A rapidly intensifying Hurricane Ian strengthened to a category 3 storm early Tuesday, blasting Cuba with maximum sustained winds of 125 mph after making landfall in the western part of the country on its path toward Florida.
Ian was moving north and was about 10 miles north-northeast of Pinar del Rio, Cuba, as of the National Hurricane Center’s 8 a.m. update. Category 3 storms carry max sustained wind ranges between 111 mph and 129 mph, and Ian is expected to strengthen further on its approach to Florida, which is bracing for potentially life-threatening storm surges.
Tornadoes are possible Tuesday and Wednesday across the Florida Keys and the southern and central Peninsula.
A hurricane warning has been extended south along the west coast of Florida to Bonita Beach and includes Tampa Bay, while a tropical storm warning is in effect for parts of the eastern, northern and western coasts. A storm surge warning is also in effect for the Tampa Bay area, which means deadly inundation could hit within the next 48 hours.
A surge of up to 10 feet of ocean water and 16 inches of rain was predicted across the Tampa Bay area, with as much as 24 inches in isolated areas. That’s enough water to inundate low-lying coastal communities. Widespread flash and urban flooding are expected mid-to-late week across central and northern Florida, as well as some southern areas.
The deepest water will occur along the immediate coast, near and to the right of the center, where the surge will be accompanied by large waves, NHC says. Surge-related flooding depends on the relative timing of the surge and the tidal cycle and can vary greatly over short distances, so people are advised to check their local weather offices for details.
Mandatory evacuation orders were issued for parts of Florida’s Hillsborough County a day ago, after Ian strengthened to a hurricane. It is expected to strengthen more Tuesday morning after Ian emerges over the southeastern Gulf of Mexico. It is forecast to approach the west coast of Florida as a major hurricane on Wednesday and Wednesday night after passing west of the Florida Keys later Tuesday, according to the National Hurricane Center.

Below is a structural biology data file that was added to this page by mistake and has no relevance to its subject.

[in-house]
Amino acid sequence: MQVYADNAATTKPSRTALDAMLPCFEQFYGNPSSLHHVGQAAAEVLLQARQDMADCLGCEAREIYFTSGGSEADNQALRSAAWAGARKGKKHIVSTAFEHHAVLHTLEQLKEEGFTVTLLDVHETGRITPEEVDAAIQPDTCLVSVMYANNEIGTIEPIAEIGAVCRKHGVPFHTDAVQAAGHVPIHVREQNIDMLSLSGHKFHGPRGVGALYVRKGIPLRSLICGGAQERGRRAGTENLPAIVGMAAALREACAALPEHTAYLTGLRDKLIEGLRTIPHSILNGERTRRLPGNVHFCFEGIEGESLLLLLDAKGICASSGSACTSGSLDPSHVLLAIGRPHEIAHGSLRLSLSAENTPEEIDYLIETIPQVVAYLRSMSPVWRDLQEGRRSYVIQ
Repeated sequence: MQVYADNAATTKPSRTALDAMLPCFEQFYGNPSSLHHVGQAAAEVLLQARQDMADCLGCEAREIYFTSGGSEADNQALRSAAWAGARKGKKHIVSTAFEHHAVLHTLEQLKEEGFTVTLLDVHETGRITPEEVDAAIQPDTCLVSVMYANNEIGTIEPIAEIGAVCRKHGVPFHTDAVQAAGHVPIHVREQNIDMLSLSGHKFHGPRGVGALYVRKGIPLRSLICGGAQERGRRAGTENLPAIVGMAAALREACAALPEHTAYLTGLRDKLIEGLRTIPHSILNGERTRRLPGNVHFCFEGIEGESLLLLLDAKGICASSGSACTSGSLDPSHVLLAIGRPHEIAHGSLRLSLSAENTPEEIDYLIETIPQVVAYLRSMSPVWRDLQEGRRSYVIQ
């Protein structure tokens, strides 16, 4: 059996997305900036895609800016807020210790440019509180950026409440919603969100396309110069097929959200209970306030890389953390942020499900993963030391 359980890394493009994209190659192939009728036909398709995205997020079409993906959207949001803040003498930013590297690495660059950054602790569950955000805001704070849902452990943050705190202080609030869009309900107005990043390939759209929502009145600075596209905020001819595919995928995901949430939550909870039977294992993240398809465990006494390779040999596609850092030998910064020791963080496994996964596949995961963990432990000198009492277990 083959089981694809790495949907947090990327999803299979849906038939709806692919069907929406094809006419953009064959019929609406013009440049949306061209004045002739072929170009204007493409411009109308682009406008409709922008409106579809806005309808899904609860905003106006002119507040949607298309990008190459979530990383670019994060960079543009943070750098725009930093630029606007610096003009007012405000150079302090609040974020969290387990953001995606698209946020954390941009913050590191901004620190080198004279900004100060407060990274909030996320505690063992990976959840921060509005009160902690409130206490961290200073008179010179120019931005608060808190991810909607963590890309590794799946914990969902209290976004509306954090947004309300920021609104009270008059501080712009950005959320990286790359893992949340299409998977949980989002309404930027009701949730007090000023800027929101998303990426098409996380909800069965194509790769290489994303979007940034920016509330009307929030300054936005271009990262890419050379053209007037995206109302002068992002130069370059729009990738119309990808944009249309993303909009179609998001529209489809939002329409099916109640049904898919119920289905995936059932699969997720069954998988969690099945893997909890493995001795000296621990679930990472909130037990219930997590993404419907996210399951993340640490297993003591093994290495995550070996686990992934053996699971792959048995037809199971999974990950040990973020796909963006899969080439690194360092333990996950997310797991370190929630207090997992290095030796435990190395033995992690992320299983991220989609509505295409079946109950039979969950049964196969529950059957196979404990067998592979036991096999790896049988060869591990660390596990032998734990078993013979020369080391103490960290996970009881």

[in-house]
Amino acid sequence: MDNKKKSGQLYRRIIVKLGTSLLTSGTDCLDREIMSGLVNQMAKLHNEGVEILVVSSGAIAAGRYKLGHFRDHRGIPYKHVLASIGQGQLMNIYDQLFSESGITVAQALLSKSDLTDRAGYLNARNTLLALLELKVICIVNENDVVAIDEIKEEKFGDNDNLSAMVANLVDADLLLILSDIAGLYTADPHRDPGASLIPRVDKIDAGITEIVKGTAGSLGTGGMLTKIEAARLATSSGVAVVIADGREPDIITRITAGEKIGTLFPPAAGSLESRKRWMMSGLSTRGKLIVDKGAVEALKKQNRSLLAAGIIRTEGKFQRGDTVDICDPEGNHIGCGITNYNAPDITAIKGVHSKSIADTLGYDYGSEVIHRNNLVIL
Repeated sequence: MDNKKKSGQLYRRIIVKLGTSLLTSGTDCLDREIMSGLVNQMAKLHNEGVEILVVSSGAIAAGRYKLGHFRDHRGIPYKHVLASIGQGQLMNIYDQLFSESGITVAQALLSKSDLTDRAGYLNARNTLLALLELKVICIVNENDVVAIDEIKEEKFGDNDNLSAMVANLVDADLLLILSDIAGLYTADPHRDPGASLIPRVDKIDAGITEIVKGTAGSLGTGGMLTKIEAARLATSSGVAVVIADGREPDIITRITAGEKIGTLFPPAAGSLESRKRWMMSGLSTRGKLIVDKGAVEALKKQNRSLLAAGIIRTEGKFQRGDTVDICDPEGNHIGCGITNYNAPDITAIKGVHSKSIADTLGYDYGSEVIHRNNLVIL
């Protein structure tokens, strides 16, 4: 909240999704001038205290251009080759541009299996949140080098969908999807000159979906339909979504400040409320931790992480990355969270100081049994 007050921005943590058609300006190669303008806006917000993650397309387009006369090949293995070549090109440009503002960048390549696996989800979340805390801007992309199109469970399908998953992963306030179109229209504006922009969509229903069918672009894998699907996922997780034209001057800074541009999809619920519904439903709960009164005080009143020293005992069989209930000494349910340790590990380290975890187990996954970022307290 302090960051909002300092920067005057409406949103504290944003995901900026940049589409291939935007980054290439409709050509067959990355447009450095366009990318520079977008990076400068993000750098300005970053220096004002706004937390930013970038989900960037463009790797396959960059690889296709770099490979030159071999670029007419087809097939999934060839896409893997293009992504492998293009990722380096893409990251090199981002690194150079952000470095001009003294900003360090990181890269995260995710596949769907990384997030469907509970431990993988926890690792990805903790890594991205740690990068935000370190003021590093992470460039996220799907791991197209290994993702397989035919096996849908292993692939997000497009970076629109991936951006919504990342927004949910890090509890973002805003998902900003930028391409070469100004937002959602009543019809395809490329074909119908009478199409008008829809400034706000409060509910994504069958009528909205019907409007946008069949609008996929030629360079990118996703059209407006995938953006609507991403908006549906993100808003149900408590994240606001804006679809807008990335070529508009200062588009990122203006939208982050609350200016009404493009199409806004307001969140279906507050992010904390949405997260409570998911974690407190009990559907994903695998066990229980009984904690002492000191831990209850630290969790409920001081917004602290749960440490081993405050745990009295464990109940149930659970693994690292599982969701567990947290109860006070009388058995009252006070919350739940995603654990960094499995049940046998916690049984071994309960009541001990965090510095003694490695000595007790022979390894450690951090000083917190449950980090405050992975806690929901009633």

Take a look at the footage captured from the International Space Station of Hurricane Ian in the western Caribbean Sea.
“Please treat this storm seriously. It’s the real deal. This is not a drill,” Hillsborough County Emergency Management Director Timothy Dudley said at a Monday news conference on storm preparations in Tampa.
Florida residents were getting ready, lining up for hours in Tampa to collect bags of sand and clearing store shelves of bottled water. As many as 300,000 people may be evacuated from low-lying areas in Hillsborough County alone, county administrator Bonnie Wise said at a news conference Monday on preparations.
Florida Gov. Ron DeSantis expanded the declaration of a state of emergency Saturday to include the entire state.
By Thursday, Ian is expected to slow down and weaken along the Florida coast, making wind less of an issue — though rain will still be a primary, and potentially life-threatening, concern. Flash floods are likely in Florida as the storm continues its slow trek north, and parts of the Carolinas and Georgia could see similar threats later in the week.
Ian is expected to hit those areas as a tropical depression Thursday and Friday and trigger heavy rainfall in the southeastern U.S. Friday and Saturday before potentially barely clipping the tri-state area on Sunday. No significant local impacts are expected. South Jersey appears most likely to see heavy rain at this point, though flash flood risk is minimal.
The latest weather threat comes a week after Hurricane Fiona devastated Puerto Rico and the Dominican Republic.
Communities in southern parts of Puerto Rico were inundated with torrential rain and wild winds, amounting to more than 2 feet of water in spots as the threat of deadly mudslides loomed. Lago Cerillos, not far from Ponce, where Fiona made landfall in Puerto Rico ahead of a second landfall in the Dominican Republic a day later, saw nearly 3 feet of rain.
President Joe Biden declared a state of emergency for Puerto Rico ahead of the storm, while the governor of Puerto Rico, as the worst of it hit, described “catastrophic” damages as the island plunged into darkness.
Source: NBC New York
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